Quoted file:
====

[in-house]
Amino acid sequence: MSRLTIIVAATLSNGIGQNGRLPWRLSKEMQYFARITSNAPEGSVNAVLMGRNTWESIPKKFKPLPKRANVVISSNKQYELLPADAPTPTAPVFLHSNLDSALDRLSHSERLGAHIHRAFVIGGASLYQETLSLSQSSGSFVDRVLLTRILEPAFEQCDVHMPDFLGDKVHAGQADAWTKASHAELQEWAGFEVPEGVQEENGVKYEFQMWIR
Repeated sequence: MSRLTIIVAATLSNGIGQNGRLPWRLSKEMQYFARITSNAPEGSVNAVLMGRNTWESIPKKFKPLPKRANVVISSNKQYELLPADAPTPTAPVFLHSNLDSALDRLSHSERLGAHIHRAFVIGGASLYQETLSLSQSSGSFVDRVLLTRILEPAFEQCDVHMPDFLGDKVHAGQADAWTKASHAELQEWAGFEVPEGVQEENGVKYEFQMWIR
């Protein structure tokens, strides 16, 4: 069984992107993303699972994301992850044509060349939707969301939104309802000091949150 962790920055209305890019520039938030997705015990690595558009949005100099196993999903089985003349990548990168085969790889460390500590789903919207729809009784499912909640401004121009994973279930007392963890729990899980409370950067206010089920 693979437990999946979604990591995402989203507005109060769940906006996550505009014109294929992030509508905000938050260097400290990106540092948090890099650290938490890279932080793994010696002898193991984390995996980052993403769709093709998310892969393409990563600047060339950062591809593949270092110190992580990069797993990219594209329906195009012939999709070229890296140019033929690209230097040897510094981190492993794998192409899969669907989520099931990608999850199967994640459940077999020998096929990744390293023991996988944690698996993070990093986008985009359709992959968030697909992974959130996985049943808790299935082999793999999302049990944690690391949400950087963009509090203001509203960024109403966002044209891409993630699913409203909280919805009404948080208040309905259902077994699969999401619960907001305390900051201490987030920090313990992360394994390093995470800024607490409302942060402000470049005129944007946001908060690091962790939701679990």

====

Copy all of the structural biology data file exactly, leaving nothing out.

[in-house]
Amino acid sequence: MSRLTIIVAATLSNGIGQNGRLPWRLSKEMQYFARITSNAPEGSVNAVLMGRNTWESIPKKFKPLPKRANVVISSNKQYELLPADAPTPTAPVFLHSNLDSALDRLSHSERLGAHIHRAFVIGGASLYQETLSLSQSSGSFVDRVLLTRILEPAFEQCDVHMPDFLGDKVHAGQADAWTKASHAELQEWAGFEVPEGVQEENGVKYEFQMWIR
Repeated sequence: MSRLTIIVAATLSNGIGQNGRLPWRLSKEMQYFARITSNAPEGSVNAVLMGRNTWESIPKKFKPLPKRANVVISSNKQYELLPADAPTPTAPVFLHSNLDSALDRLSHSERLGAHIHRAFVIGGASLYQETLSLSQSSGSFVDRVLLTRILEPAFEQCDVHMPDFLGDKVHAGQADAWTKASHAELQEWAGFEVPEGVQEENGVKYEFQMWIR
């Protein structure tokens, strides 16, 4: 069984992107993303699972994301992850044509060349939707969301939104309802000091949150 962790920055209305890019520039938030997705015990690595558009949005100099196993999903089985003349990548990168085969790889460390500590789903919207729809009784499912909640401004121009994973279930007392963890729990899980409370950067206010089920 693979437990999946979604990591995402989203507005109060769940906006996550505009014109294929992030509508905000938050260097400290990106540092948090890099650290938490890279932080793994010696002898193991984390995996980052993403769709093709998310892969393409990563600047060339950062591809593949270092110190992580990069797993990219594209329906195009012939999709070229890296140019033929690209230097040897510094981190492993794998192409899969669907989520099931990608999850199967994640459940077999020998096929990744390293023991996988944690698996993070990093986008985009359709992959968030697909992974959130996985049943808790299935082999793999999302049990944690690391949400950087963009509090203001509203960024109403966002044209891409993630699913409203909280919805009404948080208040309905259902077994699969999401619960907001305390900051201490987030920090313990992360394994390093995470800024607490409302942060402000470049005129944007946001908060690091962790939701679990």